Hi everyone, My program is a cyber cafe program and Server will control clients(opening-closing account,sending files, taking screenshot, closing running applications etc.) and clients will be able to: order drinks,send message etc.

So, for best performance, Should I use TCP or UDP? Thanks in advance

+7  A: 

For a massive reduction in coding effort, pain, debugging, user-complaints and more, use TCP.

Marcelo Cantos
+3  A: 

I'd rather go for reliability instead and use TCP. Besides, for transferring files (the screenshots you mentioned) UDP is not so suitable since the packets can reach you out-of-order and you'll have to reorder them => you'll need some packet numbering on top of UDP, etc. etc. (TL;DR use TCP).


UDP will for sure give you the best performance because it is connection-less (you save the expensive connect call from TCP and the TCP flag management during transmissions). However develop some safe acknowledgement in your communication because the transmission is not guaranteed. However in a local network it should rarely be a problem, excepting if your customers pull or twist the cables :-). If your protocol becomes more complicated and want more than command/response pairs before reinventing the wheel rather consider taking TCP.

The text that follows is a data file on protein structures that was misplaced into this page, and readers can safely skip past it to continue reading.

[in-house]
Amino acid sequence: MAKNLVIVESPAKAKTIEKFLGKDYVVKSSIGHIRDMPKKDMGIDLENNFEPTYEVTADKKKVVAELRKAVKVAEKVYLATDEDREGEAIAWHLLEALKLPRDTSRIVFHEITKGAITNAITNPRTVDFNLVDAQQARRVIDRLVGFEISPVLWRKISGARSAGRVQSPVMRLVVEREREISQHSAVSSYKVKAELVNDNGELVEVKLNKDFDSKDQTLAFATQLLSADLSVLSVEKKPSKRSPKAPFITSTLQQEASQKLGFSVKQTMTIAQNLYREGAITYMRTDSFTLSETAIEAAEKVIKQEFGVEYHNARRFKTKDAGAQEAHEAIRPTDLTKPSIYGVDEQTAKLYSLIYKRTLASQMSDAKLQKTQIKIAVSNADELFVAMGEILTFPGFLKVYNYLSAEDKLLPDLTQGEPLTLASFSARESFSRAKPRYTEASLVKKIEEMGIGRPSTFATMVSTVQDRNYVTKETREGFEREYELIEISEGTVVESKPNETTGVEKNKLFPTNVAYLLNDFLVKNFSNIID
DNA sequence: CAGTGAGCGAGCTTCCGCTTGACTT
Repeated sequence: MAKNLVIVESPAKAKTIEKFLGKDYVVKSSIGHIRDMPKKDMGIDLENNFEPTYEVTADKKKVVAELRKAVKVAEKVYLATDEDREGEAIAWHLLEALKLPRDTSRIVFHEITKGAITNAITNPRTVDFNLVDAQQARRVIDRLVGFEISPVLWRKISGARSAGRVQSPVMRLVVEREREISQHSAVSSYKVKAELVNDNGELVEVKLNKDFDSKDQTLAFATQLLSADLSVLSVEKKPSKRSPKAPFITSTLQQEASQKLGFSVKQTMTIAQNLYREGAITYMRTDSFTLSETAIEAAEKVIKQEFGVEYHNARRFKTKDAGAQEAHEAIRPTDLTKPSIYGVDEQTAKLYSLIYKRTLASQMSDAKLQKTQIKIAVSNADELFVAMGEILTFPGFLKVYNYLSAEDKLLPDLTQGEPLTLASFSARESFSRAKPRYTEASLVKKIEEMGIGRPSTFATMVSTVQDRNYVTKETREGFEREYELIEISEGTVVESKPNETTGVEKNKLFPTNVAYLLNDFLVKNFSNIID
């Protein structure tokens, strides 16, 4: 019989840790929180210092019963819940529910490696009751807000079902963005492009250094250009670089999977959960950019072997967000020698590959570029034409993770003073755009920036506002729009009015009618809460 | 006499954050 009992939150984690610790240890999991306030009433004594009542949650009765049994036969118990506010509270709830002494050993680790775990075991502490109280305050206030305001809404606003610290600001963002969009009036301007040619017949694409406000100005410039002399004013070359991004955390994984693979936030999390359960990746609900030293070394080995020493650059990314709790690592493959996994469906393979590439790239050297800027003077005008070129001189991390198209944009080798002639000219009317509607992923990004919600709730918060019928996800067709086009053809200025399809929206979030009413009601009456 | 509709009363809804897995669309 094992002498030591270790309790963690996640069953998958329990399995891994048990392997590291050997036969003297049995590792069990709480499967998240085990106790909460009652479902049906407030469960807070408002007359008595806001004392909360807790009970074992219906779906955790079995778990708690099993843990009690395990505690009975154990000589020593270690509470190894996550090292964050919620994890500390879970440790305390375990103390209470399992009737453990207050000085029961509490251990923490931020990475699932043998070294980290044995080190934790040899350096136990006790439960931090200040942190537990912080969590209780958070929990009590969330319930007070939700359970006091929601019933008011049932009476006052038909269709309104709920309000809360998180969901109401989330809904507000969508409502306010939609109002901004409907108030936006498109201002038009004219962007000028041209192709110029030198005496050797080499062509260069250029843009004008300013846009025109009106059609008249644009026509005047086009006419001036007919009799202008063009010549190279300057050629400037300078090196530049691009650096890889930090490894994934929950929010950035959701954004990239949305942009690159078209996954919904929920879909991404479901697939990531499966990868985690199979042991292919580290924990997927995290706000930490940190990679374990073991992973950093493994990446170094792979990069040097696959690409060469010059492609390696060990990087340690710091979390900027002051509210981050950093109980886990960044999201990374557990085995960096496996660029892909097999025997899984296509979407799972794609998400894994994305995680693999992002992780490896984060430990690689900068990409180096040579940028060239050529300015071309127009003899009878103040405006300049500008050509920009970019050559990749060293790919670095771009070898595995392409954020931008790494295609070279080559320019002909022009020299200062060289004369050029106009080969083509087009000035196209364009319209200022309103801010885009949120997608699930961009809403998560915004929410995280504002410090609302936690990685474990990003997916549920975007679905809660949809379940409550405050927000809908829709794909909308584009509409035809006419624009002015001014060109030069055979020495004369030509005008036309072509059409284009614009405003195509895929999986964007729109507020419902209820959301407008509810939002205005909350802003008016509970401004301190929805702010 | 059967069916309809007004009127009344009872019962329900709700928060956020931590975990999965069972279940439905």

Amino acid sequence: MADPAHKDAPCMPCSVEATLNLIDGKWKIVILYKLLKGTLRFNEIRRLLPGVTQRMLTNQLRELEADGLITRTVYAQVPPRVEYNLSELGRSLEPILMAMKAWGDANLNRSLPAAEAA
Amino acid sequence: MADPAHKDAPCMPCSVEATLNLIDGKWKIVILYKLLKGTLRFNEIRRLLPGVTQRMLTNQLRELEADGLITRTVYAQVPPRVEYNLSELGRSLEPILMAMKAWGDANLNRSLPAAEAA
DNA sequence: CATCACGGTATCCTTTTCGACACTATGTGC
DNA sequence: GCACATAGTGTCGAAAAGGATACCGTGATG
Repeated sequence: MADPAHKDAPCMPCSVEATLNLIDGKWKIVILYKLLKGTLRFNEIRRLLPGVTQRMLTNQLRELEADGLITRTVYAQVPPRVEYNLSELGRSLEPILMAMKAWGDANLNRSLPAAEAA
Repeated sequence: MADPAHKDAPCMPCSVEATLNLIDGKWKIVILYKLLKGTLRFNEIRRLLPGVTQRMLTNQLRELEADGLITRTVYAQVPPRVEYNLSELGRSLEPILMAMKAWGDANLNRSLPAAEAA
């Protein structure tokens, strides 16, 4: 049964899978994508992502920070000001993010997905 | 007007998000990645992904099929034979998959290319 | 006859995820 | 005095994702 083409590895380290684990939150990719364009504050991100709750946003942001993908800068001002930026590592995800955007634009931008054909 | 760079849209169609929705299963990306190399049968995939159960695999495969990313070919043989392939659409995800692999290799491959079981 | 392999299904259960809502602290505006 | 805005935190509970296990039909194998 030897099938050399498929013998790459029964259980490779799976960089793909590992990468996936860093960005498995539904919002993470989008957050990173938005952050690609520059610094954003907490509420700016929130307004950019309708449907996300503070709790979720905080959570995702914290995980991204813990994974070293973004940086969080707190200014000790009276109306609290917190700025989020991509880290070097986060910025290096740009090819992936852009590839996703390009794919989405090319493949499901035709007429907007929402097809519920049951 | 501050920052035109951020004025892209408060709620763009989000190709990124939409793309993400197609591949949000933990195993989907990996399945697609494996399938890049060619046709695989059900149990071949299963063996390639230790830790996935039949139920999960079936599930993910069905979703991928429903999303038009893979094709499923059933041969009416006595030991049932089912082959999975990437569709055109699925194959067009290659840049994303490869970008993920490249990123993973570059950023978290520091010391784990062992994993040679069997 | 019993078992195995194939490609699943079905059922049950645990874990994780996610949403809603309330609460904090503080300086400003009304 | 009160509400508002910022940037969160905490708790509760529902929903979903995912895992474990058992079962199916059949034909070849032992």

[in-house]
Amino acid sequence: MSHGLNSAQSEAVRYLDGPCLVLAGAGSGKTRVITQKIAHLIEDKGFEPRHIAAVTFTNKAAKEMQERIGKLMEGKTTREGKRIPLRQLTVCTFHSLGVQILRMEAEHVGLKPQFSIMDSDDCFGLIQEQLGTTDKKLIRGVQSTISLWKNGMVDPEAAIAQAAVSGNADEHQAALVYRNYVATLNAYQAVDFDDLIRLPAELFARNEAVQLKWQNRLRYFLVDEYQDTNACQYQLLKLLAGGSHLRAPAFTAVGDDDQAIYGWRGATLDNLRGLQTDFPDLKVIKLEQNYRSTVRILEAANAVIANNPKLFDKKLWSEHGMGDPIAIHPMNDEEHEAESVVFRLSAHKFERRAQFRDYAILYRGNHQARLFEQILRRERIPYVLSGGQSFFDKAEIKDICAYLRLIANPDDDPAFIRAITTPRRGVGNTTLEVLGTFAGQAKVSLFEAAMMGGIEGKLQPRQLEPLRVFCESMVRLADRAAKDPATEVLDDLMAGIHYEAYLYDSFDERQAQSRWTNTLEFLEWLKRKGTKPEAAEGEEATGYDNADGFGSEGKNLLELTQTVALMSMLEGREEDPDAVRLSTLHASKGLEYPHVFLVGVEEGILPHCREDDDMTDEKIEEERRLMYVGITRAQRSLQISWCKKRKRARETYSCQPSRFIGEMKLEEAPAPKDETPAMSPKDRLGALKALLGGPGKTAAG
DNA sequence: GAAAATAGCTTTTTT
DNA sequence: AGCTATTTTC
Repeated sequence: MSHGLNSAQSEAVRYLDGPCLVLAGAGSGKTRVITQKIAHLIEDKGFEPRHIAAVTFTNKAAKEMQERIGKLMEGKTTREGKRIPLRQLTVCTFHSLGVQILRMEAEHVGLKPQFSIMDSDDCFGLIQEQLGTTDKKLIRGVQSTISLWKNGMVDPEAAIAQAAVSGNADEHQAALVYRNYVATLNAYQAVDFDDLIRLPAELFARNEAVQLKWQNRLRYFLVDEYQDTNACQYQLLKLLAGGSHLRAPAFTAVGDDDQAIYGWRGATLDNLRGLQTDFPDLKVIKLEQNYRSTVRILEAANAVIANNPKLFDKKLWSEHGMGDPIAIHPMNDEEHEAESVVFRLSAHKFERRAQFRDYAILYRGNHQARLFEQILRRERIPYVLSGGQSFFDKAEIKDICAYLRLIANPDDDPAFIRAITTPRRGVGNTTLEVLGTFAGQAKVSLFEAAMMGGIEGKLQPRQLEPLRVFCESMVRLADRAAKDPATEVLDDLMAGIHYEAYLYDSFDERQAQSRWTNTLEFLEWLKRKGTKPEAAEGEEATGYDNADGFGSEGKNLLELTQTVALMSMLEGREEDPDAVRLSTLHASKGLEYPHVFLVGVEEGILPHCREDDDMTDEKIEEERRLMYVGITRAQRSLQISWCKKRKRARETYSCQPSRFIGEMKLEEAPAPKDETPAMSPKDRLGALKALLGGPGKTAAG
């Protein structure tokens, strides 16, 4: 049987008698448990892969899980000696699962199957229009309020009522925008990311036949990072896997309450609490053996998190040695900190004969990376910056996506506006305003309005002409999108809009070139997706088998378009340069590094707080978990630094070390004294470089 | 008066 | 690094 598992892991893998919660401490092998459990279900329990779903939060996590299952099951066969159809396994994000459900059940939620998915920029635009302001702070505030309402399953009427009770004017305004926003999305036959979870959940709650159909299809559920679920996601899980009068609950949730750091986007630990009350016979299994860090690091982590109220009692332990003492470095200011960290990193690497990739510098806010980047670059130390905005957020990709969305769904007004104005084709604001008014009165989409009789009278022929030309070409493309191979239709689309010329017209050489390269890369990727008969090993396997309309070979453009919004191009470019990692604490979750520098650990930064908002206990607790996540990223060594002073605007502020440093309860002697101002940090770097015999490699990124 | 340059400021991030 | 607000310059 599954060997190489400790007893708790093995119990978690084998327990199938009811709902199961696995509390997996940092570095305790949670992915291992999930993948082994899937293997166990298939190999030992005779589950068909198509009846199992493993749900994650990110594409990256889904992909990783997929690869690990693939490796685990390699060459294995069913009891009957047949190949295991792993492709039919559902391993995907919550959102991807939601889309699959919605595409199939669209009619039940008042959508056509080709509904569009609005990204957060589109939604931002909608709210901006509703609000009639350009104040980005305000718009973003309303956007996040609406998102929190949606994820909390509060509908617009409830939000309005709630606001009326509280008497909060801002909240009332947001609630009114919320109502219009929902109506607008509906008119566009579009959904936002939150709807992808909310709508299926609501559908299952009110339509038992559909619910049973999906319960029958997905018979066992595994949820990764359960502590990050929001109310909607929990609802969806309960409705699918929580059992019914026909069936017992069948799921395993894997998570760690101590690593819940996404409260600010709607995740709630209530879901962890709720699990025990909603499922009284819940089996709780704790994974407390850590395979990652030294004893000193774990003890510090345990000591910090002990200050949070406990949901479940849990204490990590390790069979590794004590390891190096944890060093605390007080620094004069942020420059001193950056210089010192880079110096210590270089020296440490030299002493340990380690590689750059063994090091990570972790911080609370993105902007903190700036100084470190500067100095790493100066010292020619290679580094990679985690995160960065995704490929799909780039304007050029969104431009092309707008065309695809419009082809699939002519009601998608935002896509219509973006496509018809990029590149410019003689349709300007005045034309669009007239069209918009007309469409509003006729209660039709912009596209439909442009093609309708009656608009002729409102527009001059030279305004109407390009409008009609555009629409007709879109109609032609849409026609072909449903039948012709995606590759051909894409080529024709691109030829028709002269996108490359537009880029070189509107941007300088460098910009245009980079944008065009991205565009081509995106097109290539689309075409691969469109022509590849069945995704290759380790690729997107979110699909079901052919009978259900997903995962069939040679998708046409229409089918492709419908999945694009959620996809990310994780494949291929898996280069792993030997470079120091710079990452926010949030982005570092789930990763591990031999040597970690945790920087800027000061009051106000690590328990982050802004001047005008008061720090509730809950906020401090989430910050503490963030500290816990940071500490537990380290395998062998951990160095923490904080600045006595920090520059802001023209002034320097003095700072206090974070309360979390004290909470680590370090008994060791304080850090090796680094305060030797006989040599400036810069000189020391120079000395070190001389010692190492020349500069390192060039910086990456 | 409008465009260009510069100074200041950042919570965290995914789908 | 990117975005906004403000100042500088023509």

+2  A: 

Given that you're likely to only have a couple dozen client computers connected to the server, and they're all going to be running on a LAN, then performance is not your biggest concern.

Given that, TCP is definitely the way to go. You don't want the headaches of out-of-order packets, dropped packets and duplicated packets that can happen with UDP (though over a LAN, a lot of those problems are minimised - though not eliminated).

Dean Harding

IMHO the main difference between TCP and UDP is, TCP makes sure that packages arrives the destination and UDP does not. Because of that UDP is a bit faster than TCP.

As I understand your program I would use TCP, because your task, seems like they have to work and the network connection have to be reliable. I would use UDP only for tasks, where some packages can be lost, e.g. broadcasting the temperature from a sensor.


The U in UDP is often believed to stand for Unreliable (*). If you use UDP, then any time (and there will be some!) you need reliability in your server's networking you will need to program your own higher level protocols to detect packet loss, perform retry and so on. This is not simple, and it is particularly hard to do in a "user space" application. TCP deals with packet loss detection, out of order packet detection, retries, and so on ... without you having to worry about it at the application level.

Another issue is that a lot of firewalls, routers, gateways etc will block all UDP traffic by default.

IMO, you should only consider using UDP in situations where:

  • loss of data is acceptable, and
  • maximum network performance is an absolute, overriding requirement.

[* - Actually, UDP stands for User Datagram Protocol.]

Stephen C
+1  A: 

I can't think of any reason whatsoever why you should choose UDP in this situation.